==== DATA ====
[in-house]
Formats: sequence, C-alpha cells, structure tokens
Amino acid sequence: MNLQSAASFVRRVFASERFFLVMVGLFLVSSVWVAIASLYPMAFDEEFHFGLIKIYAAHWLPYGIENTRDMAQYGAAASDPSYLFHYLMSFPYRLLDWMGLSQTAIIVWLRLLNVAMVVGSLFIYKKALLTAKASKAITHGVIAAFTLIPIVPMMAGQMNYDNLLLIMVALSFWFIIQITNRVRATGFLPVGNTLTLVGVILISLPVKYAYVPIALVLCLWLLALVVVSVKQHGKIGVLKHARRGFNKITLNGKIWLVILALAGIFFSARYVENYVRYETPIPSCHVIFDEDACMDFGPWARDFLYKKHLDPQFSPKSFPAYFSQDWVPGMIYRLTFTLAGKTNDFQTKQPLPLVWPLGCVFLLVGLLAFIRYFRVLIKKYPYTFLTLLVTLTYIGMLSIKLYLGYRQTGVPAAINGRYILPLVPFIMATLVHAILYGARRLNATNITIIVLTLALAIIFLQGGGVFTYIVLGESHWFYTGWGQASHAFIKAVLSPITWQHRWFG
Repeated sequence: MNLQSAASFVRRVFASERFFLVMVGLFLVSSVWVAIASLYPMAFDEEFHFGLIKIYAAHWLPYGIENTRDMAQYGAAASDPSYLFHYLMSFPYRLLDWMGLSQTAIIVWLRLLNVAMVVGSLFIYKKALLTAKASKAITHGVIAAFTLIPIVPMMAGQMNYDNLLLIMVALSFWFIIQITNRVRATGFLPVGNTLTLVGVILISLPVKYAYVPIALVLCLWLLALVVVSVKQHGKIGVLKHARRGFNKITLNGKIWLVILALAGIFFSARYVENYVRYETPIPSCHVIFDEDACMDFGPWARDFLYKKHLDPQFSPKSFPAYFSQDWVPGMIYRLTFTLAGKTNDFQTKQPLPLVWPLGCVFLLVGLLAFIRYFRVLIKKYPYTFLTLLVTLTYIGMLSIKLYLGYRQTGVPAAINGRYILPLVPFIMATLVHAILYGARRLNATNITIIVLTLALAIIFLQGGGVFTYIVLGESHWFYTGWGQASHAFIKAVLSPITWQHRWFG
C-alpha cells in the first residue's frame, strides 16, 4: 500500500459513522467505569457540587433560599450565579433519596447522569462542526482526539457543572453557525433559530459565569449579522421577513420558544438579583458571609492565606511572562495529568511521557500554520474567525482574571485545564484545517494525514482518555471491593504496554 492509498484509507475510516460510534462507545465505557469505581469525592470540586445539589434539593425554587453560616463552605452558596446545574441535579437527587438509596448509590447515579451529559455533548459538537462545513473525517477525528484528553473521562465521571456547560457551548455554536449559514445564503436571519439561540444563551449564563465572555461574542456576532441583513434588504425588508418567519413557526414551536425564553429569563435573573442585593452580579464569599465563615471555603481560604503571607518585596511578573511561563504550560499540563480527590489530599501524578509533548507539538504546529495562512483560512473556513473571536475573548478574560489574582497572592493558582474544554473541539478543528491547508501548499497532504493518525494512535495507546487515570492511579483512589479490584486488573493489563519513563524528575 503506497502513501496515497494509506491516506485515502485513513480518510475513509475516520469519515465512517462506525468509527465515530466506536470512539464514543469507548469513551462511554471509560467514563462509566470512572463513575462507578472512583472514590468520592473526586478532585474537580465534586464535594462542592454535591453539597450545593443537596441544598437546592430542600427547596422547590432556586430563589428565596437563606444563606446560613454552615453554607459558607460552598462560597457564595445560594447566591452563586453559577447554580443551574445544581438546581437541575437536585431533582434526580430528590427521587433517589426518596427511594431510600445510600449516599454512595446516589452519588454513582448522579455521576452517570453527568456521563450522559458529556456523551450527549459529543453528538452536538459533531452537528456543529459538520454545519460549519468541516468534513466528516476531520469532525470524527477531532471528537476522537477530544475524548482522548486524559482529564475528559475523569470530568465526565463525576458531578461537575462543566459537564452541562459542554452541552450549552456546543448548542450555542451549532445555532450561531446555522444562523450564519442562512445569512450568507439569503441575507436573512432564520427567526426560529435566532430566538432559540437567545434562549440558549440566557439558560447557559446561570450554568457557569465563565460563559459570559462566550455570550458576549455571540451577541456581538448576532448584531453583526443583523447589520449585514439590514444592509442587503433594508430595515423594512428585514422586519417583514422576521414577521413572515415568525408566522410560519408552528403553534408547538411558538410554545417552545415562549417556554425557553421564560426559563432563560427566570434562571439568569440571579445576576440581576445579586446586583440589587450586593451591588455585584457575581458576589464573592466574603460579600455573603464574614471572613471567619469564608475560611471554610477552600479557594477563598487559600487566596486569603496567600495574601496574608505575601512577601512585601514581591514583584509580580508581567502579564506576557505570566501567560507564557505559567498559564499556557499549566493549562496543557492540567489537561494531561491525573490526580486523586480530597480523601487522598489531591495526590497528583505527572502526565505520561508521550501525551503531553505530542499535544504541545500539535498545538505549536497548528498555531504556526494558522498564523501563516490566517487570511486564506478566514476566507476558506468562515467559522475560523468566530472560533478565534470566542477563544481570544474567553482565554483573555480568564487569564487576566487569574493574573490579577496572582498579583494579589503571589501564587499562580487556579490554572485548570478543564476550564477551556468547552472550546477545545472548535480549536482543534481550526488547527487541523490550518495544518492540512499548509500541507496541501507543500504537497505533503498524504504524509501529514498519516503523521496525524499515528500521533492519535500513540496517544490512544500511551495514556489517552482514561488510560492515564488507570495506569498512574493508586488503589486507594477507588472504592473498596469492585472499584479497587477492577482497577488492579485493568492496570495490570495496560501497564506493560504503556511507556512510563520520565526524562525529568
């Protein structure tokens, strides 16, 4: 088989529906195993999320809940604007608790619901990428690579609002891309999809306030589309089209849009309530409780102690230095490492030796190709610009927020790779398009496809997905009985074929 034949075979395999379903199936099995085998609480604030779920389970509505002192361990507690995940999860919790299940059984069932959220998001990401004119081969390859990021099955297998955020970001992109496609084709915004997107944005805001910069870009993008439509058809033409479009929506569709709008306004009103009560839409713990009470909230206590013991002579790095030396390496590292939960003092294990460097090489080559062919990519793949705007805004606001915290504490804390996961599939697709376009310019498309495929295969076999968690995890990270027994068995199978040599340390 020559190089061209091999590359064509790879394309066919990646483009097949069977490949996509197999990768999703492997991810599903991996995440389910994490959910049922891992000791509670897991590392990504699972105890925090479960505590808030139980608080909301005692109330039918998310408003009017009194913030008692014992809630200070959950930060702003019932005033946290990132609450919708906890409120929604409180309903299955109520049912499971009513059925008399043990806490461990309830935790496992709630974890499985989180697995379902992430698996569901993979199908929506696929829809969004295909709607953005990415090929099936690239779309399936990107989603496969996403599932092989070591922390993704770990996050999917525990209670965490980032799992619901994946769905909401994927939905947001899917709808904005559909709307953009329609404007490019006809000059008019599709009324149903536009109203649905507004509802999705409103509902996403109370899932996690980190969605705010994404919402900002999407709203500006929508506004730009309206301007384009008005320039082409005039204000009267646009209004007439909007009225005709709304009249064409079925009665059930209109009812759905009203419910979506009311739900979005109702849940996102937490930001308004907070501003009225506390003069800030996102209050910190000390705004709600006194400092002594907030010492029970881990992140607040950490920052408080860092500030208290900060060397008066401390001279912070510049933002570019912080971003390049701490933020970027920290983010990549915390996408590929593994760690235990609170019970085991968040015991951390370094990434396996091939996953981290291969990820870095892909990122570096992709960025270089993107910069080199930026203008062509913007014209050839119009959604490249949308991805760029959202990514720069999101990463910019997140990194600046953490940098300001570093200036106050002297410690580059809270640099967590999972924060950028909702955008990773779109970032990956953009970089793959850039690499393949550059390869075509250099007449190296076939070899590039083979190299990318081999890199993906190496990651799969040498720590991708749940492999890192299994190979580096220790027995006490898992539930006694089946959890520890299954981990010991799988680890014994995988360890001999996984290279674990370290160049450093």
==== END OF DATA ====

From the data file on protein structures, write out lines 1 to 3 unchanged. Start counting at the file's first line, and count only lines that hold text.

[in-house]
Formats: sequence, C-alpha cells, structure tokens
Amino acid sequence: MNLQSAASFVRRVFASERFFLVMVGLFLVSSVWVAIASLYPMAFDEEFHFGLIKIYAAHWLPYGIENTRDMAQYGAAASDPSYLFHYLMSFPYRLLDWMGLSQTAIIVWLRLLNVAMVVGSLFIYKKALLTAKASKAITHGVIAAFTLIPIVPMMAGQMNYDNLLLIMVALSFWFIIQITNRVRATGFLPVGNTLTLVGVILISLPVKYAYVPIALVLCLWLLALVVVSVKQHGKIGVLKHARRGFNKITLNGKIWLVILALAGIFFSARYVENYVRYETPIPSCHVIFDEDACMDFGPWARDFLYKKHLDPQFSPKSFPAYFSQDWVPGMIYRLTFTLAGKTNDFQTKQPLPLVWPLGCVFLLVGLLAFIRYFRVLIKKYPYTFLTLLVTLTYIGMLSIKLYLGYRQTGVPAAINGRYILPLVPFIMATLVHAILYGARRLNATNITIIVLTLALAIIFLQGGGVFTYIVLGESHWFYTGWGQASHAFIKAVLSPITWQHRWFG